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Cocoa Powder 101

The Martha Stewart Show, April 2008

Cocoa powder, the finely ground, pressed substance left after cocoa butter has been extracted from the beans, is an indispensable ingredient in many recipes which adds a wonderful flavor. The two types of cocoa powder are Dutch process and natural, and it is best not to substitute one for the other -- just stick with what your recipe calls for.

Dutch Process
"Dutched" cocoa differs from natural in that an alkaline solution is added to the beans during roasting, mellowing their acidity. Reddish brown and milder tasting than natural cocoa powder, Dutch process cocoa powder is ideal in baked goods where its subtle flavor complements the other ingredients. It should be combined with an acid such as baking powder.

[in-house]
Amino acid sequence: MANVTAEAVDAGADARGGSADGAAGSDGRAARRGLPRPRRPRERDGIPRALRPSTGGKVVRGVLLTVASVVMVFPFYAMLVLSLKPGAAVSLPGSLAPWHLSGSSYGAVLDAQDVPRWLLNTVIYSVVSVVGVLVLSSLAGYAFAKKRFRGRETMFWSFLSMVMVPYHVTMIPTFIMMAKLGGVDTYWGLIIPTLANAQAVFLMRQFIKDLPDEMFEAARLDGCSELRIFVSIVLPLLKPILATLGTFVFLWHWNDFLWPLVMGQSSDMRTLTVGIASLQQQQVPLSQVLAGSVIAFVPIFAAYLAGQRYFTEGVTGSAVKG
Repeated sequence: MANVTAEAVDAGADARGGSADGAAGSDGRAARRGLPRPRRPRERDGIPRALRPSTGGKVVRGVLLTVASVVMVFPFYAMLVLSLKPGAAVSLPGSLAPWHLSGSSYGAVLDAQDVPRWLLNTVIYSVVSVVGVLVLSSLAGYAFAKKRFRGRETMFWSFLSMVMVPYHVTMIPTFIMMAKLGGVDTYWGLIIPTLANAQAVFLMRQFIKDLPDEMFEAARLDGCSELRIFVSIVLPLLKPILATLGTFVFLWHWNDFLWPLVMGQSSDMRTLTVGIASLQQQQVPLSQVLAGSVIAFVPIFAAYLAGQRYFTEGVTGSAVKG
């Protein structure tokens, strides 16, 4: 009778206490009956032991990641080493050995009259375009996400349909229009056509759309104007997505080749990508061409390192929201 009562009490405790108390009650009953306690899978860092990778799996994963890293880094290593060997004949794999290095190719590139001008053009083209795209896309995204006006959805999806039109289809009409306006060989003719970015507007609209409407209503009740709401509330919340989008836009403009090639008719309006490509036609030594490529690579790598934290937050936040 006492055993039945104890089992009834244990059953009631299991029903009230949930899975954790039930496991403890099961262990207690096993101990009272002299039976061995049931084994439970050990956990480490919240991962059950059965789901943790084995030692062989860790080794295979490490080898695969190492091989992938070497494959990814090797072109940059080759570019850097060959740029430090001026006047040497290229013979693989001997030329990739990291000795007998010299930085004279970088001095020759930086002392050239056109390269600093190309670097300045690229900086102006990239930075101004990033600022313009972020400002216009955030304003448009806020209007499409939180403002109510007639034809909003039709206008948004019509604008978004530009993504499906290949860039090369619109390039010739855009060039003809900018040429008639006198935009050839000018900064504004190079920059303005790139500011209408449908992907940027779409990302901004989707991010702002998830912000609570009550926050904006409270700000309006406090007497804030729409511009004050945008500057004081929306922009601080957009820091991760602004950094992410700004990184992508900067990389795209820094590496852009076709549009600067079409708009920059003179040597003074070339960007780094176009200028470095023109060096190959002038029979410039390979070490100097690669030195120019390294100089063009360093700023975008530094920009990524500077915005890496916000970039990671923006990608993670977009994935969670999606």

Natural or American-Style
Natural cocoa powder is acidic, so must be combined with an alkaline ingredient such as baking soda to create bubbles of carbon dioxide, which cause leavening. With an intense, bitter, deep chocolate flavor, it tastes great in brownies and cookies.

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Our viewer mail participant received an apron from the Martha Stewart Collection at Macy's.

Comments (1)

  • joyfarm 4 Apr, 2008

    This segment was just in time for me, as I'm baking the Mocha Spice Cake from Martha Stewart's Wedding Cake Book. I made a small version of the the cake yesterday to see how it would taste, but I made it with regular cocoa. It turned out pretty good. The recipe calls for Dutch-process cocoa powder and baking soda. This article states that Dutch-process cocoa powder should be combined with baking powder. So which is it for this recipe? Is there a reason for baking soda with the Dutch-process?